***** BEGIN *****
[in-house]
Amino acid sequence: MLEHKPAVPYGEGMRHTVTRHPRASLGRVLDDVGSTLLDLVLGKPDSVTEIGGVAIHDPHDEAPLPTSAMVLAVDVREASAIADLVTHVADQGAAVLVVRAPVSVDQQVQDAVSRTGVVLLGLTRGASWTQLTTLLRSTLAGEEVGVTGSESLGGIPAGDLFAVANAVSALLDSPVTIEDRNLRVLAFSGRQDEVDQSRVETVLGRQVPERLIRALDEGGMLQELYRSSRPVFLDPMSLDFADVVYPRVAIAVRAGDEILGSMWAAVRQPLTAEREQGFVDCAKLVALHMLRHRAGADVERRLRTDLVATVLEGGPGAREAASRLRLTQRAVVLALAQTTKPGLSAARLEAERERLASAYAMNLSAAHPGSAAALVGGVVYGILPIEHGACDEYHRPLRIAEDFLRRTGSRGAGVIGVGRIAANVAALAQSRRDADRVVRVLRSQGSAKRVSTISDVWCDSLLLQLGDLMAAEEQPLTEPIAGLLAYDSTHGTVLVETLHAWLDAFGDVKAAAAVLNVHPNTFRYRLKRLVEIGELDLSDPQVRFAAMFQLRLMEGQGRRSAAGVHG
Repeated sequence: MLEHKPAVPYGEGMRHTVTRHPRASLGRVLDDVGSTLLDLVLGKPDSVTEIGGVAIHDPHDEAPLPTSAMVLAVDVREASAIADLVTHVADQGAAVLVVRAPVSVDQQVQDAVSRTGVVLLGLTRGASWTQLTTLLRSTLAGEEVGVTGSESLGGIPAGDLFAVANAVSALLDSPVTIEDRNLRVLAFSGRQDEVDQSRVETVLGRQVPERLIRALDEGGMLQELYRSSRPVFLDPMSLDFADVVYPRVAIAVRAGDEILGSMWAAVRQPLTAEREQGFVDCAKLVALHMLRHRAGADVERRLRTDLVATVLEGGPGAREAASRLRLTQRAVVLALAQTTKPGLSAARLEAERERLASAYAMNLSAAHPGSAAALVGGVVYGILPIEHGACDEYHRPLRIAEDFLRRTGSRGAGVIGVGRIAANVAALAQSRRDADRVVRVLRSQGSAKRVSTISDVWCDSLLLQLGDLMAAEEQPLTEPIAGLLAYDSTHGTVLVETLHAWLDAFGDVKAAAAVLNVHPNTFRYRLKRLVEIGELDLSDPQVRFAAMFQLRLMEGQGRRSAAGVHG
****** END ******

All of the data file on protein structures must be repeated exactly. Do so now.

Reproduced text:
[in-house]
Amino acid sequence: MLEHKPAVPYGEGMRHTVTRHPRASLGRVLDDVGSTLLDLVLGKPDSVTEIGGVAIHDPHDEAPLPTSAMVLAVDVREASAIADLVTHVADQGAAVLVVRAPVSVDQQVQDAVSRTGVVLLGLTRGASWTQLTTLLRSTLAGEEVGVTGSESLGGIPAGDLFAVANAVSALLDSPVTIEDRNLRVLAFSGRQDEVDQSRVETVLGRQVPERLIRALDEGGMLQELYRSSRPVFLDPMSLDFADVVYPRVAIAVRAGDEILGSMWAAVRQPLTAEREQGFVDCAKLVALHMLRHRAGADVERRLRTDLVATVLEGGPGAREAASRLRLTQRAVVLALAQTTKPGLSAARLEAERERLASAYAMNLSAAHPGSAAALVGGVVYGILPIEHGACDEYHRPLRIAEDFLRRTGSRGAGVIGVGRIAANVAALAQSRRDADRVVRVLRSQGSAKRVSTISDVWCDSLLLQLGDLMAAEEQPLTEPIAGLLAYDSTHGTVLVETLHAWLDAFGDVKAAAAVLNVHPNTFRYRLKRLVEIGELDLSDPQVRFAAMFQLRLMEGQGRRSAAGVHG
Repeated sequence: MLEHKPAVPYGEGMRHTVTRHPRASLGRVLDDVGSTLLDLVLGKPDSVTEIGGVAIHDPHDEAPLPTSAMVLAVDVREASAIADLVTHVADQGAAVLVVRAPVSVDQQVQDAVSRTGVVLLGLTRGASWTQLTTLLRSTLAGEEVGVTGSESLGGIPAGDLFAVANAVSALLDSPVTIEDRNLRVLAFSGRQDEVDQSRVETVLGRQVPERLIRALDEGGMLQELYRSSRPVFLDPMSLDFADVVYPRVAIAVRAGDEILGSMWAAVRQPLTAEREQGFVDCAKLVALHMLRHRAGADVERRLRTDLVATVLEGGPGAREAASRLRLTQRAVVLALAQTTKPGLSAARLEAERERLASAYAMNLSAAHPGSAAALVGGVVYGILPIEHGACDEYHRPLRIAEDFLRRTGSRGAGVIGVGRIAANVAALAQSRRDADRVVRVLRSQGSAKRVSTISDVWCDSLLLQLGDLMAAEEQPLTEPIAGLLAYDSTHGTVLVETLHAWLDAFGDVKAAAAVLNVHPNTFRYRLKRLVEIGELDLSDPQVRFAAMFQLRLMEGQGRRSAAGVHG